The Trump administration estimates there are more than 500 children between the ages of 5 and 17 who were separated from their parents at the U.S.-Mexico border, and who remain in the custody of the U.S. government.
In many of these cases, their parents have already been deported back to their home country and are left waiting and, in some cases, depending on help from strangers.
A Boston woman is trying to help some of those families. Here, we talk to two families in Central America affected by the separation policy that she's trying to help.
'I Never Expected This To Happen'
The Galvez family is sitting down to breakfast, wearing their Sunday best, looking out at the Caribbean Sea. To get to where they are, in the coastal city of La Ceiba, took a four-hour bus ride and $40. They had to borrow the money from a friend. It’s basically six months worth of income.
Jose Hector Galvez says he’s barely able to keep his family fed, let alone repair the leaky thatched roof of their home. In fact, it was the prospect of fixing the roof that led to their family being separated.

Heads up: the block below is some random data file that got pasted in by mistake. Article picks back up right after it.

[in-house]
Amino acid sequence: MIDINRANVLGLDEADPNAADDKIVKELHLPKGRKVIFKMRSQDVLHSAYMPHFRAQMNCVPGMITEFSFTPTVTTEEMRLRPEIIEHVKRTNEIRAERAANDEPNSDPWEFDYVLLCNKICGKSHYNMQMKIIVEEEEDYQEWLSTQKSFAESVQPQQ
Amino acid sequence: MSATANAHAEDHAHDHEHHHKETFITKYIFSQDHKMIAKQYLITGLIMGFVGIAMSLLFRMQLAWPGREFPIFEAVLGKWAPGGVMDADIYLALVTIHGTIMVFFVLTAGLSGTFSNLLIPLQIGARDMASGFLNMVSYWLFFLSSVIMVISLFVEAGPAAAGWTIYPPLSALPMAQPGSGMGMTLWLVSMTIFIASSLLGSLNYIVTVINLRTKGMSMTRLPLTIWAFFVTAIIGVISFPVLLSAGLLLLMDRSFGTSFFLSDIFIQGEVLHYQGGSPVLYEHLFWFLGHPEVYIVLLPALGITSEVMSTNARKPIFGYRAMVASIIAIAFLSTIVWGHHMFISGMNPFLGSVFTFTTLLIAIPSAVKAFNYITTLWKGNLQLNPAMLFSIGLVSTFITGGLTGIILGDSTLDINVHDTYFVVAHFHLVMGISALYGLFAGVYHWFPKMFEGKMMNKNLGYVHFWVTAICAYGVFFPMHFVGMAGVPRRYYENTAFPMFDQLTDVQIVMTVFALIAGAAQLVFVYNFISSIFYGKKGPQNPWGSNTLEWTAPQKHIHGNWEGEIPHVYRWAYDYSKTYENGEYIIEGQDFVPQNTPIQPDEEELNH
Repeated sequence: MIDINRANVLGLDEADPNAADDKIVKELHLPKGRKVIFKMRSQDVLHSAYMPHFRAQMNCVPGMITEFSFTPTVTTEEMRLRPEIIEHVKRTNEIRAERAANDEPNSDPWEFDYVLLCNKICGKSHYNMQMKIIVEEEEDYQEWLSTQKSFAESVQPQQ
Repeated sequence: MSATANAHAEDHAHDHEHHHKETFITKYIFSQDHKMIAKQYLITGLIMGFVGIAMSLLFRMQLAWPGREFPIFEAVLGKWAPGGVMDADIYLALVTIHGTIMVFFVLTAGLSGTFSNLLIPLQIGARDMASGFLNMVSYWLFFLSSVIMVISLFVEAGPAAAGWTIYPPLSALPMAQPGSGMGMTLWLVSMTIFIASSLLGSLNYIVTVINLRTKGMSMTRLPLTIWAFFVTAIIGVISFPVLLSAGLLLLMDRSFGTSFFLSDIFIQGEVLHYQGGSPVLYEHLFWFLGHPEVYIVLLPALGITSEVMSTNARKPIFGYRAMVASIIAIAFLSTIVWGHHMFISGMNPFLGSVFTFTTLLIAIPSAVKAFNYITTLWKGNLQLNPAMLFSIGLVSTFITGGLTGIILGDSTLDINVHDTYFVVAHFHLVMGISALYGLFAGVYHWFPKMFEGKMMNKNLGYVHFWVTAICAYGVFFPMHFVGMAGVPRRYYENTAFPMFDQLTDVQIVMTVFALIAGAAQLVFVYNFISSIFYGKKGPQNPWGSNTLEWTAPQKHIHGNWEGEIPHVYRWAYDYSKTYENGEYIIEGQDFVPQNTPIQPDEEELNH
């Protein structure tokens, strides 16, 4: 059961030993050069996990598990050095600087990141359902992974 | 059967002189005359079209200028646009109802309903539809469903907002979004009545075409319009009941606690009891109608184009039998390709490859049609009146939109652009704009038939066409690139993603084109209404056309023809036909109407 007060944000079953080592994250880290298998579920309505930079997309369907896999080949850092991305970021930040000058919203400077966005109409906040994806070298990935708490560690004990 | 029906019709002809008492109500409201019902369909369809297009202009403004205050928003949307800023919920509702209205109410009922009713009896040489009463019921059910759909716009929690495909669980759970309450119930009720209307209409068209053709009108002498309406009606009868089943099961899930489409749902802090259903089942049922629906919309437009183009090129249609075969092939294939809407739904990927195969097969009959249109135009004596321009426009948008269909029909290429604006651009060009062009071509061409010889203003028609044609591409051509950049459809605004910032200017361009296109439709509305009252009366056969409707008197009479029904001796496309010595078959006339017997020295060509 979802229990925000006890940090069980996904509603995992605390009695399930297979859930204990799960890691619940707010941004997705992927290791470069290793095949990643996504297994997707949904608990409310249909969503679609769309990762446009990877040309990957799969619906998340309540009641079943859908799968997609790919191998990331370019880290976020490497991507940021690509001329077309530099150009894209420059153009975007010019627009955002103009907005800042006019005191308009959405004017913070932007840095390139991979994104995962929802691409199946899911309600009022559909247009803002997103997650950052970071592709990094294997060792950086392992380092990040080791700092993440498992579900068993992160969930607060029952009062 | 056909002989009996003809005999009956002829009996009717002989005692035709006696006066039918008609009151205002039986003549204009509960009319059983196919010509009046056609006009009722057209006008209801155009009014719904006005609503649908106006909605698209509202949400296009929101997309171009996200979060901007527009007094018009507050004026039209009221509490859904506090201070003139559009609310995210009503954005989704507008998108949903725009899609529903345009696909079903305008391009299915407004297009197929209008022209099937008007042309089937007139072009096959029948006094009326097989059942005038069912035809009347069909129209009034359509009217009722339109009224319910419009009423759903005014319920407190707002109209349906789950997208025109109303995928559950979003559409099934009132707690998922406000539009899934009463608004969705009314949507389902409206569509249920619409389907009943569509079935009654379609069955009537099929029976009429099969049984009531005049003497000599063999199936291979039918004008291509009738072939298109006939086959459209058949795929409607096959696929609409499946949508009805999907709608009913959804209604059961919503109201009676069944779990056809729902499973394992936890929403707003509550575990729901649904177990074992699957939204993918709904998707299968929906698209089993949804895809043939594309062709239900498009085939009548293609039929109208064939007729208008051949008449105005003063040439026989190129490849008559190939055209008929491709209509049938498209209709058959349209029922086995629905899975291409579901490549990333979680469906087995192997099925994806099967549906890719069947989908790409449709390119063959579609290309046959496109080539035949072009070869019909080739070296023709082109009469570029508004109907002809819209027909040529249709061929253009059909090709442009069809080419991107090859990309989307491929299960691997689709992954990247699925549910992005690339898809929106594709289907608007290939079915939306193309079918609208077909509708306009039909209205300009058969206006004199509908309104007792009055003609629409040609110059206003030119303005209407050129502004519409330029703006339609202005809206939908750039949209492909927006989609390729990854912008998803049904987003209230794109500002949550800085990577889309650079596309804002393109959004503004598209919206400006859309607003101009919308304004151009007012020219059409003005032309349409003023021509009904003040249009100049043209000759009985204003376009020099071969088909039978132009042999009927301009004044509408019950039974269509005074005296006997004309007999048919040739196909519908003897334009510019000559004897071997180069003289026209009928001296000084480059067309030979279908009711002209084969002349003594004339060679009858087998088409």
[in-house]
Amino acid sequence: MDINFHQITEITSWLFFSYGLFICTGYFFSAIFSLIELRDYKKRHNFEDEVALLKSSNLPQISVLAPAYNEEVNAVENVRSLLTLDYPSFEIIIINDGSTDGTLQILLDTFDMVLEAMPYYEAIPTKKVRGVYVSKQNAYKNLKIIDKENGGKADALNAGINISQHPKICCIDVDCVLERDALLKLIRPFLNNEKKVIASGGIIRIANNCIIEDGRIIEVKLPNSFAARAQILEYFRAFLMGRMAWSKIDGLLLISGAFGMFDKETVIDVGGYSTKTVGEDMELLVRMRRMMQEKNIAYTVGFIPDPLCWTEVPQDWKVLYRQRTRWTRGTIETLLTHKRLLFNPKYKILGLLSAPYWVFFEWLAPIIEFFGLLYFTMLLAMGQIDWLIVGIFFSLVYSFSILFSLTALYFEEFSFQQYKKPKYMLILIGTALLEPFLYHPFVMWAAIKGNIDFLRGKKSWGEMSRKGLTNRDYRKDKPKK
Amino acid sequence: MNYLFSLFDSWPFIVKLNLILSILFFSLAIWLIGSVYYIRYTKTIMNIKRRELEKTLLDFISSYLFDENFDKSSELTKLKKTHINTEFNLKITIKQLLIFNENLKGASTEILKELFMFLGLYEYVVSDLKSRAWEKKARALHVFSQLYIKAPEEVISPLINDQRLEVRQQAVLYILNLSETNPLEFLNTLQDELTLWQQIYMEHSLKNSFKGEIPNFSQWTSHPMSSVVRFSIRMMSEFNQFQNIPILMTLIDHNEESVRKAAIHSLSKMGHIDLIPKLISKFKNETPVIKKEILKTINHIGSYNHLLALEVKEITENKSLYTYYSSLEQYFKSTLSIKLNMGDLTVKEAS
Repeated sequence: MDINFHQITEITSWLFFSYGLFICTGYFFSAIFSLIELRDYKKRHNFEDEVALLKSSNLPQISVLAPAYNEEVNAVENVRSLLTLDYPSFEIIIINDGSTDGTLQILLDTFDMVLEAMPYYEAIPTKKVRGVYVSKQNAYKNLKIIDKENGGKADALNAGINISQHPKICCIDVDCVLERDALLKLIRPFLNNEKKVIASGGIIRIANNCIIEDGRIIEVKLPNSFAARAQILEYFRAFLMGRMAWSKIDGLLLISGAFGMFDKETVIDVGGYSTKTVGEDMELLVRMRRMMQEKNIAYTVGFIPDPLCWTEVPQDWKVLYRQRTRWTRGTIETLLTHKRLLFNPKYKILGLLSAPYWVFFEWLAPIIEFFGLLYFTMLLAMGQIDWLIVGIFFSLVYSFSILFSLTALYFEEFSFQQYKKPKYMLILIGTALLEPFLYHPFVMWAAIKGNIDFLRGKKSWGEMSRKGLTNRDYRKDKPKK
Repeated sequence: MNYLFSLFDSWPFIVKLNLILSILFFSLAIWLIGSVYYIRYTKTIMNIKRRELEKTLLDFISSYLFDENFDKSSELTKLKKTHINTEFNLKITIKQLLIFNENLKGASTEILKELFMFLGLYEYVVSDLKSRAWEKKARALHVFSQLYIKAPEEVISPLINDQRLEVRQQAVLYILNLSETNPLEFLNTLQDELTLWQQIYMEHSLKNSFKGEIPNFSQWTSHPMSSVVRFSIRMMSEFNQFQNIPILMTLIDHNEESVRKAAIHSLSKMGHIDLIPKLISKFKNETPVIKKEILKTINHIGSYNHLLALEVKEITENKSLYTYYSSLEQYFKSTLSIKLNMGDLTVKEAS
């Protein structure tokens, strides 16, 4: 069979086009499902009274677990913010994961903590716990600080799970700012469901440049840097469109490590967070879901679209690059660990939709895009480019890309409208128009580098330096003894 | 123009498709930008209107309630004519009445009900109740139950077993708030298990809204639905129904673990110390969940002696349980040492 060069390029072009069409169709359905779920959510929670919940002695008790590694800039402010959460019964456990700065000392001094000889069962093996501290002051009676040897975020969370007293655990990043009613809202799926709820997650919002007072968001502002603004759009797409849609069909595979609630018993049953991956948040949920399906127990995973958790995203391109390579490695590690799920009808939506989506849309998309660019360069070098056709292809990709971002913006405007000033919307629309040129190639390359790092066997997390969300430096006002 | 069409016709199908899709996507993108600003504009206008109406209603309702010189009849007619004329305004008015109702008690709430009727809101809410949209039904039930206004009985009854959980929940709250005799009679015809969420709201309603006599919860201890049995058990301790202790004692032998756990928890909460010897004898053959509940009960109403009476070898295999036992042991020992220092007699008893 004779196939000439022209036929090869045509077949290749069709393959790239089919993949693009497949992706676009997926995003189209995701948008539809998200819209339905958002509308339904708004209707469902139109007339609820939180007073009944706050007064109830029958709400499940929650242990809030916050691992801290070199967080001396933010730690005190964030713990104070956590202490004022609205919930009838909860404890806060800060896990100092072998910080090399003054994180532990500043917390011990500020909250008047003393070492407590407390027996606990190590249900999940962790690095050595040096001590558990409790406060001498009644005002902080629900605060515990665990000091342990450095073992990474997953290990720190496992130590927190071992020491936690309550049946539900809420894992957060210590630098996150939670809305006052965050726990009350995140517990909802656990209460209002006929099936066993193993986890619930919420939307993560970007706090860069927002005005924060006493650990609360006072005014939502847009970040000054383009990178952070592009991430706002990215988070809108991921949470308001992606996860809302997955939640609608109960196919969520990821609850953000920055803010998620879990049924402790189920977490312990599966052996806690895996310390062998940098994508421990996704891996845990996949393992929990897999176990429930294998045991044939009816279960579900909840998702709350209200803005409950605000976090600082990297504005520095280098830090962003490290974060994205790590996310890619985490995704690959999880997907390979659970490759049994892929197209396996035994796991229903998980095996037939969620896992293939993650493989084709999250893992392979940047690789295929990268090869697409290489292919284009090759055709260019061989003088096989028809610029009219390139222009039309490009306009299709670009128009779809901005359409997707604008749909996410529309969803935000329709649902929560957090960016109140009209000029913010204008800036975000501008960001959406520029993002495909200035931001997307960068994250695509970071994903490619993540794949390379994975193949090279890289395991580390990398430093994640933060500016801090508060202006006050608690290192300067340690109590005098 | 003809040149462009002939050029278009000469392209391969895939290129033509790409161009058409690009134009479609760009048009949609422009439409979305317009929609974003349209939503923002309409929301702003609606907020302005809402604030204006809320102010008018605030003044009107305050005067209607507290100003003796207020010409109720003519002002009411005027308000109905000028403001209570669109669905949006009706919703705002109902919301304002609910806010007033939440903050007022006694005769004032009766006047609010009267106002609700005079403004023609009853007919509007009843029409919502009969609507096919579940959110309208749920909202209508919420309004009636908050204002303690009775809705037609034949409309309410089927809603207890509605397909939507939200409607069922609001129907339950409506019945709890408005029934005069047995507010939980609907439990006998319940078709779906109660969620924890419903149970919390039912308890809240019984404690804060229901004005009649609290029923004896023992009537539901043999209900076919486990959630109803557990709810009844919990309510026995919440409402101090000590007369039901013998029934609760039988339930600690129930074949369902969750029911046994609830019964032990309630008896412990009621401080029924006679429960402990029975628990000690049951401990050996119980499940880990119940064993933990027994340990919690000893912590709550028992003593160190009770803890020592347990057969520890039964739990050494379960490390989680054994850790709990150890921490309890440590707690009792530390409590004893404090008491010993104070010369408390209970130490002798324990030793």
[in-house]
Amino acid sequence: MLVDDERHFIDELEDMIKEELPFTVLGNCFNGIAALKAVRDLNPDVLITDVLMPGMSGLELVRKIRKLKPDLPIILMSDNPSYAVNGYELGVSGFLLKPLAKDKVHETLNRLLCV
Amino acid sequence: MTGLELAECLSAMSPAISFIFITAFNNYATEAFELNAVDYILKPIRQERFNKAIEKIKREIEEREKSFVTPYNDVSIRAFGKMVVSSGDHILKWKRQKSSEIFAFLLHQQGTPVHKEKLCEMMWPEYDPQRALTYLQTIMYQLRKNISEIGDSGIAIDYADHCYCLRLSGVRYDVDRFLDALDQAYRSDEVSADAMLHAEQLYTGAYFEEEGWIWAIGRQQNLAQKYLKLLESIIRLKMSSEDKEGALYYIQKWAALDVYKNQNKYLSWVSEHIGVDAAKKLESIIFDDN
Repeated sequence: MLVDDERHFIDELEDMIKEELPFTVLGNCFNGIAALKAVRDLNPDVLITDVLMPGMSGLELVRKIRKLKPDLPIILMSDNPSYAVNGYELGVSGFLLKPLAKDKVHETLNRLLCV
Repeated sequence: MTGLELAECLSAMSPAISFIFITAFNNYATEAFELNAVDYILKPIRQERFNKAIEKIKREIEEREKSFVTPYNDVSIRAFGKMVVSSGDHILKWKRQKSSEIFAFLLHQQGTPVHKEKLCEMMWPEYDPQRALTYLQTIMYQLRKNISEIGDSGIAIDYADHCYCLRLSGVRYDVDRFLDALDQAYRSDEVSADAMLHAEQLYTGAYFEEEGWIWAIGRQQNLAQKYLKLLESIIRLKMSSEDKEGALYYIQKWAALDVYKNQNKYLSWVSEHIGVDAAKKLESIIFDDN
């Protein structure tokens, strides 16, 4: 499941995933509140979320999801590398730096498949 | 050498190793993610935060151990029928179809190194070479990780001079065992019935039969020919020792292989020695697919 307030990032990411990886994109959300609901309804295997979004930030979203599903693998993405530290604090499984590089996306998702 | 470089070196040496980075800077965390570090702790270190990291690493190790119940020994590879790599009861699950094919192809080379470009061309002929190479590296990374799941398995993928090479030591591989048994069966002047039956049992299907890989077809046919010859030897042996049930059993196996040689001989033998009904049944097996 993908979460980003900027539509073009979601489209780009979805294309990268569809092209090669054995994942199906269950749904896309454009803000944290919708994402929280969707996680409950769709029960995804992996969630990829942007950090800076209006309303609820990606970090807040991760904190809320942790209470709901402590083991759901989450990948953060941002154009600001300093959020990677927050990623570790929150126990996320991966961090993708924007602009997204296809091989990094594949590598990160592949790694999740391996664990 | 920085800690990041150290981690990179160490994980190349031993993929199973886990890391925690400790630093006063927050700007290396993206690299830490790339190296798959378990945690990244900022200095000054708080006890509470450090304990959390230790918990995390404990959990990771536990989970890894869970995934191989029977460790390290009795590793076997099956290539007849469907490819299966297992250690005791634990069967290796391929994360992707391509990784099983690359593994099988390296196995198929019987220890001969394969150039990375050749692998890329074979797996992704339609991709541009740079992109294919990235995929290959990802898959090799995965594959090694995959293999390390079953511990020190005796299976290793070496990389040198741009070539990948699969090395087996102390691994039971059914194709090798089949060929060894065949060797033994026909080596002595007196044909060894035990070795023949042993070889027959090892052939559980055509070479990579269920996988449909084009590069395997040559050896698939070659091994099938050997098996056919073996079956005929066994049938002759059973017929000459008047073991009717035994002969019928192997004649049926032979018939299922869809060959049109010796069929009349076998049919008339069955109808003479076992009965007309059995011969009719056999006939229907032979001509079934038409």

"I left because work is impossible to find here. I left so I can help and support my family. That was the motivation for my trip. I never expected this to happen," Galvez said, his eyes staring off into the distance.
In May, Galvez and his 16-year-old daughter, Kenia, left for the U.S. The plan was to try and find work for a year or so, save some money, and return to Honduras to repair his home, where his wife and their two other children had stayed behind.
After traveling by bus to the U.S.-Mexico border, Galvez explained to U.S. immigration officials that he and his daughter wanted work. He was told that he would be deported immediately and that his daughter would follow in a week or so. He says both he and his daughter were told to take off their belts and shoelaces. He was placed in a holding cell with other men while Kenia was kept with women and children.
"What I was told is that I had to go to immigration court and they said, ‘Kenia is over there, you can go to talk to her.’ And I said, ‘OK, I’ll go explain to her that I have to go to court, but when I come back from court, she’ll still be here? I can see her again?’ And they said, ‘Yes, you can.’ But that’s not what happened. When I came back, she wasn’t there and I didn’t know where she went."